Fury at Top Tory’s College Brexit Probe Leads to Rebuke From MayBy
Tory whip asked universities for details of teaching on EU
Acadamic accuses lawmaker of emulating ‘thought police’
U.K. Prime Minister Theresa May committed herself to academic freedom after one of her party managers in Parliament was accused of mimicking totalitarian “thought police” in an attempt to establish how students are being taught about Britain’s split from the European Union.
There were widespread protests from academics and opposition lawmakers on Tuesday after Chris Heaton-Harris, a government whip, wrote to universities on paper with a House of Commons letterhead asking who was teaching about Brexit, what the syllabus was and for links to any online lectures. Heaton-Harris is the member of Parliament for Daventry in the English Midlands.
“Chris Heaton-Harris wrote to universities in his capacity as an MP, not as a representative of the government,” May’s spokesman, James Slack, told reporters in London. “The prime minister is very keen on protecting the freedom and independence of universities and the role they play in creating open and stimulating debate. Free speech is one of the foundations on which our universities were built and of course it should be respected."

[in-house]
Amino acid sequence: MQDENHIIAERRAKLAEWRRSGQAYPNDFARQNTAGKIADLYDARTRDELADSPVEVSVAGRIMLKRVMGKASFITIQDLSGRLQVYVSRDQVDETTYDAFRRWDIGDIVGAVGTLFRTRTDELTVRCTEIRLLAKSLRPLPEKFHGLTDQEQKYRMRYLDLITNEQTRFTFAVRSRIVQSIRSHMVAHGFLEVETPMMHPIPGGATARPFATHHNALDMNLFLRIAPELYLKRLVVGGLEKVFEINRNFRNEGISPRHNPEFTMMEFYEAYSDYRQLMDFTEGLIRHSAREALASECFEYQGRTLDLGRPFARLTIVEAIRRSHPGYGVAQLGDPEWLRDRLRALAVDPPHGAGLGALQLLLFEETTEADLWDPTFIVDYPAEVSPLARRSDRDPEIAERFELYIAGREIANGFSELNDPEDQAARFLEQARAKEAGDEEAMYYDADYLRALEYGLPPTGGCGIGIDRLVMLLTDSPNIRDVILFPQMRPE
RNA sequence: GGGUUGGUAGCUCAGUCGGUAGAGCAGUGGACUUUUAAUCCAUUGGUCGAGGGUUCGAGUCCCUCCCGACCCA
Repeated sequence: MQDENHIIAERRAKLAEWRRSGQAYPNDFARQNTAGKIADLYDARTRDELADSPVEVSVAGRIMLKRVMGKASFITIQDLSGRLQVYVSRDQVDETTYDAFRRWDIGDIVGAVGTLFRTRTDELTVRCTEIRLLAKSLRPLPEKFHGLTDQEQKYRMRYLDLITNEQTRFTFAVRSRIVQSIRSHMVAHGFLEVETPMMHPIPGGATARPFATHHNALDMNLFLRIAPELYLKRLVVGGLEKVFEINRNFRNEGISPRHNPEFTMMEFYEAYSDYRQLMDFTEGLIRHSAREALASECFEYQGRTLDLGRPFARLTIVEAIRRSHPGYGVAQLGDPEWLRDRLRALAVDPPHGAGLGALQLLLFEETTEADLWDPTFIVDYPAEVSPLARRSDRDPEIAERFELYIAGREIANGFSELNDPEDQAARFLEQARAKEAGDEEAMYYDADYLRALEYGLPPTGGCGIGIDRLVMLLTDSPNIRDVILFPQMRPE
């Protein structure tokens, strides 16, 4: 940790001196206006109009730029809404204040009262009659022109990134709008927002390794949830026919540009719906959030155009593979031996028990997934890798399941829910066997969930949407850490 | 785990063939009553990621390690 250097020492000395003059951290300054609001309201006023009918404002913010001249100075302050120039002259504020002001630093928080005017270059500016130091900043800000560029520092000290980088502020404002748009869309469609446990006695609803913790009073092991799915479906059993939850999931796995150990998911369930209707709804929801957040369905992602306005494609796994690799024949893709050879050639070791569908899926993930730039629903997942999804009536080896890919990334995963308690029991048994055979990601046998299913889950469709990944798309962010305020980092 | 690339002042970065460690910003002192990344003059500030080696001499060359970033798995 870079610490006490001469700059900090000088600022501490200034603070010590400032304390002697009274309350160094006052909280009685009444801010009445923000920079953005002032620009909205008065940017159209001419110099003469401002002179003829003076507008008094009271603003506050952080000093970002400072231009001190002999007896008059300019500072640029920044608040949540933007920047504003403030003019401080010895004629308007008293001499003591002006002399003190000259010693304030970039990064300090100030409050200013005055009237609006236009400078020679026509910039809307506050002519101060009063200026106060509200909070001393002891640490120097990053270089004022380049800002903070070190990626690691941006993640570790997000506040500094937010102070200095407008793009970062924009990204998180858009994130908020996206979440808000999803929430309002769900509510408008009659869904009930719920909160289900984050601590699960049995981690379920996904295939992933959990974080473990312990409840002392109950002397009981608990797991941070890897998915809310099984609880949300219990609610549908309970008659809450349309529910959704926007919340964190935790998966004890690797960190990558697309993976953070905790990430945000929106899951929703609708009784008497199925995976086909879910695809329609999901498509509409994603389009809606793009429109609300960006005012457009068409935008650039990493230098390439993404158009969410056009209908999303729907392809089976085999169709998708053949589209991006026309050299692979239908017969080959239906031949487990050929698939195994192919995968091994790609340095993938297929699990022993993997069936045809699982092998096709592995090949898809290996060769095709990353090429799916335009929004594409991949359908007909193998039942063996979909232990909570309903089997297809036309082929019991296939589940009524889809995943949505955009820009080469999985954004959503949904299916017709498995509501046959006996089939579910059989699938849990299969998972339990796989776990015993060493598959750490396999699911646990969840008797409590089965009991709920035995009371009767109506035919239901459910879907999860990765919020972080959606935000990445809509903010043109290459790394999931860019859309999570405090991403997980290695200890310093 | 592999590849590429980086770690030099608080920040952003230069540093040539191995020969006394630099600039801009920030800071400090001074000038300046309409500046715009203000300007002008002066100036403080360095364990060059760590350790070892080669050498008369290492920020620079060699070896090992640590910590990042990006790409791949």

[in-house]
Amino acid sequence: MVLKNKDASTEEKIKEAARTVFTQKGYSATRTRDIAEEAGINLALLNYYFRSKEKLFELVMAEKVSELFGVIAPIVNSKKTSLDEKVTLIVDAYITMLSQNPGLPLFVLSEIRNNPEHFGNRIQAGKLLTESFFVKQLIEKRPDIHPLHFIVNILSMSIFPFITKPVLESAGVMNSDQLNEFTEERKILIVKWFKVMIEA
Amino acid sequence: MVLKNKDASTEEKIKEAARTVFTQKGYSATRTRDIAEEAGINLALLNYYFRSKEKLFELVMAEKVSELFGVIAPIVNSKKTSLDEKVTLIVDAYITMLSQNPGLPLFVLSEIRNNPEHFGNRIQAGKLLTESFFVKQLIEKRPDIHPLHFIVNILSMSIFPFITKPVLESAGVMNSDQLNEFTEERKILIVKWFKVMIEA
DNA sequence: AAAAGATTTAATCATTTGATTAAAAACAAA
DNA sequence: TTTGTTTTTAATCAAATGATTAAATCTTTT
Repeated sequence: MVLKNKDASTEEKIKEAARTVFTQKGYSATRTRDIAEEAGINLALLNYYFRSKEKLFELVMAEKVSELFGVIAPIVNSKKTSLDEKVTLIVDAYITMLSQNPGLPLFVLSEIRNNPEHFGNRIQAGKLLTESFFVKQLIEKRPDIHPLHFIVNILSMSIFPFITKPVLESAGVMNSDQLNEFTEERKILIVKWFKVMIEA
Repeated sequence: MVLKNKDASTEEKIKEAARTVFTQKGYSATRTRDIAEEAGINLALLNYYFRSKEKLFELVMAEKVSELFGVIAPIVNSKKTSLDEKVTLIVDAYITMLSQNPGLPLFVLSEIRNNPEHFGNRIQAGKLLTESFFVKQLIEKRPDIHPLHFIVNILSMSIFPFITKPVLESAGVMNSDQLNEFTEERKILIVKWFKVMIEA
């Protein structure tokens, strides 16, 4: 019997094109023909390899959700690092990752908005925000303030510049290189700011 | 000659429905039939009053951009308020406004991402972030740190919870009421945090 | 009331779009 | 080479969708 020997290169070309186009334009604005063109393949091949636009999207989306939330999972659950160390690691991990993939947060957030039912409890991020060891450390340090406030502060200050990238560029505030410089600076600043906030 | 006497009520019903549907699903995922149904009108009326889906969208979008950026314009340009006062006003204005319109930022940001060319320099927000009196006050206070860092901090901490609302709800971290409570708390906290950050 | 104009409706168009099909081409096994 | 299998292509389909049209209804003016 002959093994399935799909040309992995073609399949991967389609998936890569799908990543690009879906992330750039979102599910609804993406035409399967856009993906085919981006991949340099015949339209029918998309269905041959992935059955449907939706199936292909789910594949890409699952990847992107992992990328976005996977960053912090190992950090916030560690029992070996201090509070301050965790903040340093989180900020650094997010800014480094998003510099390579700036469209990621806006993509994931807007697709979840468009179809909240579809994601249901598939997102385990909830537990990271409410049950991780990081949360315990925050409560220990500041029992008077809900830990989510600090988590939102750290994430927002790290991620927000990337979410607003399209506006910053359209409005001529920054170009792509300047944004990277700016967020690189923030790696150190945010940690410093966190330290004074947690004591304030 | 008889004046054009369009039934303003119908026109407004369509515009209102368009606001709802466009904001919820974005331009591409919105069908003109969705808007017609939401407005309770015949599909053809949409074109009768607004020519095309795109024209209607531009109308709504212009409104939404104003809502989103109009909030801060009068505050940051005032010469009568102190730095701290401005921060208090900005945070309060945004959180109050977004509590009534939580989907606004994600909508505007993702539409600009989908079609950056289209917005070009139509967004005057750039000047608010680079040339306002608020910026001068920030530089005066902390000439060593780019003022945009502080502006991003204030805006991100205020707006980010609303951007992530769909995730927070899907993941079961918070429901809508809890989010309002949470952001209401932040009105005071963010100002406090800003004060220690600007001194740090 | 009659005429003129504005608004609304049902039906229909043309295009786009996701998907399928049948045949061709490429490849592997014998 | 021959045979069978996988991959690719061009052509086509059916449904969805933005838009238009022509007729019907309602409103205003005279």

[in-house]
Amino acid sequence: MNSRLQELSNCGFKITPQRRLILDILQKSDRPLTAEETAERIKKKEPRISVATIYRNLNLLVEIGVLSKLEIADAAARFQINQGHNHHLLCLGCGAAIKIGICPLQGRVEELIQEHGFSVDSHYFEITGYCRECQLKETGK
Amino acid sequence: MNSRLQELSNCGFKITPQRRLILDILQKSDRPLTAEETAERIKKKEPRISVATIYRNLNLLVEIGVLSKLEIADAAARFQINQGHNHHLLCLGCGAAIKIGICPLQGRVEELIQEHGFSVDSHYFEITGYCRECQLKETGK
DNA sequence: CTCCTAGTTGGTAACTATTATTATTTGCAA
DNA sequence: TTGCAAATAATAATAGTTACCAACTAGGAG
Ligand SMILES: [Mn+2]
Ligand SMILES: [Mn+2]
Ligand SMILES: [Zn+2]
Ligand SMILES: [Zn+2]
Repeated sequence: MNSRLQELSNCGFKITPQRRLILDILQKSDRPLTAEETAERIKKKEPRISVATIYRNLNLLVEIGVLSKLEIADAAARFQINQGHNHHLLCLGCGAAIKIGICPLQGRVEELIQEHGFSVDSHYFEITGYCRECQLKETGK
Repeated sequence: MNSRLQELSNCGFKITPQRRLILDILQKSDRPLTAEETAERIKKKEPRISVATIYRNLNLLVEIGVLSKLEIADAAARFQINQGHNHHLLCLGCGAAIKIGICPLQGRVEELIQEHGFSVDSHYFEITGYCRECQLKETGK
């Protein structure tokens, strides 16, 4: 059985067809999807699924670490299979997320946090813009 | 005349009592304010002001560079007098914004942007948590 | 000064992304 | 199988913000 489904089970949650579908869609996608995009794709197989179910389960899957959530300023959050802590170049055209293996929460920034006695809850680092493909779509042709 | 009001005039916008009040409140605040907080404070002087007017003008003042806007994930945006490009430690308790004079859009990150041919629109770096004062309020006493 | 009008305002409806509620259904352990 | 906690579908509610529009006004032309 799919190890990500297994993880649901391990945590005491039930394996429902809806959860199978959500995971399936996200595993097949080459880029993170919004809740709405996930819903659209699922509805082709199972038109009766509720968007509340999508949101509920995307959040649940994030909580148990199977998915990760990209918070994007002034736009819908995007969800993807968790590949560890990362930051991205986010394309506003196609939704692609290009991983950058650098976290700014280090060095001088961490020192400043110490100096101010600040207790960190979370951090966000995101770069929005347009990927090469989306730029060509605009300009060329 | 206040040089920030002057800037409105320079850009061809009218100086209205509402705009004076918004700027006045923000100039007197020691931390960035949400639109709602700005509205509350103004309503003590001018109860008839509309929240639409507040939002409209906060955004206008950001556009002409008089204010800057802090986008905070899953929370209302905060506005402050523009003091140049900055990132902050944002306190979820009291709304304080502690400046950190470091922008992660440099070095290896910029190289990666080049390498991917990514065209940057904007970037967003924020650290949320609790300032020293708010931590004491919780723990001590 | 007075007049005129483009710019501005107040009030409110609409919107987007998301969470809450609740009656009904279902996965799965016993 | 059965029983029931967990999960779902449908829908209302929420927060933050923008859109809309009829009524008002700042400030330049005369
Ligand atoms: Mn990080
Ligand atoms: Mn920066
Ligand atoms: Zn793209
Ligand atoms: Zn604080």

Worcester University Vice Chancellor David Green told the Guardian newspaper that he was “chilled” by the letter. “This letter just asking for information appears so innocent but is really so, so dangerous,” he said, warning it was a step toward political censorship.
Heaton-Harris, a former member of the European Parliament who describes himself on his website as a “fierce Euroskeptic,” insisted there was no sinister intent behind his letter.
“To be absolutely clear, I believe in free speech in our universities and in having an open and vigorous debate on Brexit,” he said on Twitter.
Matthew Goodwin, who teaches politics at the University of Kent and has written extensively about populist politics and the reasons for the Brexit vote, said he would not be co-operating with the lawmaker’s request.
“Compiling lists of professors and what they teach is not about ‘debate.’ It’s a clear attempt to bend academic freedom to political objectives,” Goodwin wrote on Twitter. “I teach Brexit issues but if you think I’m handing over module material to Thought Police you can take a walk. This is Britain not Soviet Union.”